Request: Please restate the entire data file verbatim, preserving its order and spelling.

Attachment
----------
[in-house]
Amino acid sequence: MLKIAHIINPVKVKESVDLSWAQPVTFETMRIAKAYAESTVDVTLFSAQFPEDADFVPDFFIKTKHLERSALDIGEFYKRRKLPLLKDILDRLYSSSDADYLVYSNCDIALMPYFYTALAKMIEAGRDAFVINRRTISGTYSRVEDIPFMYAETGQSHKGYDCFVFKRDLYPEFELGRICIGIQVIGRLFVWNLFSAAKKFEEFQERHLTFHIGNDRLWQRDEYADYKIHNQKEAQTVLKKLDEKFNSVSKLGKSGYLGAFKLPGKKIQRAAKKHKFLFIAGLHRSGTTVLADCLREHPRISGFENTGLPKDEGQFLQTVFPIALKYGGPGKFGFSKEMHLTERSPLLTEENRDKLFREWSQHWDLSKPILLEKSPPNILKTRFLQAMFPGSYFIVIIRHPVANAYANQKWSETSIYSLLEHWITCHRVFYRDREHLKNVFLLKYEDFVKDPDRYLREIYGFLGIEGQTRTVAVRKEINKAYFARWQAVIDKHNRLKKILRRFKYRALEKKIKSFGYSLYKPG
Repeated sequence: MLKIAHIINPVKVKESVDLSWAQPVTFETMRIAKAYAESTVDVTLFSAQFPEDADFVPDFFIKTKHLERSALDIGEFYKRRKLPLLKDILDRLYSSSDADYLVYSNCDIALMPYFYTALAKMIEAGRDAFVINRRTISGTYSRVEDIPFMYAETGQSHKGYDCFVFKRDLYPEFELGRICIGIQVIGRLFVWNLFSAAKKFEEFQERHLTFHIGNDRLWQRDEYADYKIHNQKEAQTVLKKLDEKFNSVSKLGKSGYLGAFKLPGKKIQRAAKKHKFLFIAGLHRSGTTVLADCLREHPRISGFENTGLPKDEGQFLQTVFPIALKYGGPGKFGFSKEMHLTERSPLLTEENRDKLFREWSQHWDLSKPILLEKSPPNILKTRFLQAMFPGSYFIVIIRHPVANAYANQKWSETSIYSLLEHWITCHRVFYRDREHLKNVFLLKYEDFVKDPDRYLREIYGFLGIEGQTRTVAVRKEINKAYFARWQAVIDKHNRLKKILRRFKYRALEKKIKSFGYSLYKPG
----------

[in-house]
Amino acid sequence: MLKIAHIINPVKVKESVDLSWAQPVTFETMRIAKAYAESTVDVTLFSAQFPEDADFVPDFFIKTKHLERSALDIGEFYKRRKLPLLKDILDRLYSSSDADYLVYSNCDIALMPYFYTALAKMIEAGRDAFVINRRTISGTYSRVEDIPFMYAETGQSHKGYDCFVFKRDLYPEFELGRICIGIQVIGRLFVWNLFSAAKKFEEFQERHLTFHIGNDRLWQRDEYADYKIHNQKEAQTVLKKLDEKFNSVSKLGKSGYLGAFKLPGKKIQRAAKKHKFLFIAGLHRSGTTVLADCLREHPRISGFENTGLPKDEGQFLQTVFPIALKYGGPGKFGFSKEMHLTERSPLLTEENRDKLFREWSQHWDLSKPILLEKSPPNILKTRFLQAMFPGSYFIVIIRHPVANAYANQKWSETSIYSLLEHWITCHRVFYRDREHLKNVFLLKYEDFVKDPDRYLREIYGFLGIEGQTRTVAVRKEINKAYFARWQAVIDKHNRLKKILRRFKYRALEKKIKSFGYSLYKPG
Repeated sequence: MLKIAHIINPVKVKESVDLSWAQPVTFETMRIAKAYAESTVDVTLFSAQFPEDADFVPDFFIKTKHLERSALDIGEFYKRRKLPLLKDILDRLYSSSDADYLVYSNCDIALMPYFYTALAKMIEAGRDAFVINRRTISGTYSRVEDIPFMYAETGQSHKGYDCFVFKRDLYPEFELGRICIGIQVIGRLFVWNLFSAAKKFEEFQERHLTFHIGNDRLWQRDEYADYKIHNQKEAQTVLKKLDEKFNSVSKLGKSGYLGAFKLPGKKIQRAAKKHKFLFIAGLHRSGTTVLADCLREHPRISGFENTGLPKDEGQFLQTVFPIALKYGGPGKFGFSKEMHLTERSPLLTEENRDKLFREWSQHWDLSKPILLEKSPPNILKTRFLQAMFPGSYFIVIIRHPVANAYANQKWSETSIYSLLEHWITCHRVFYRDREHLKNVFLLKYEDFVKDPDRYLREIYGFLGIEGQTRTVAVRKEINKAYFARWQAVIDKHNRLKKILRRFKYRALEKKIKSFGYSLYKPG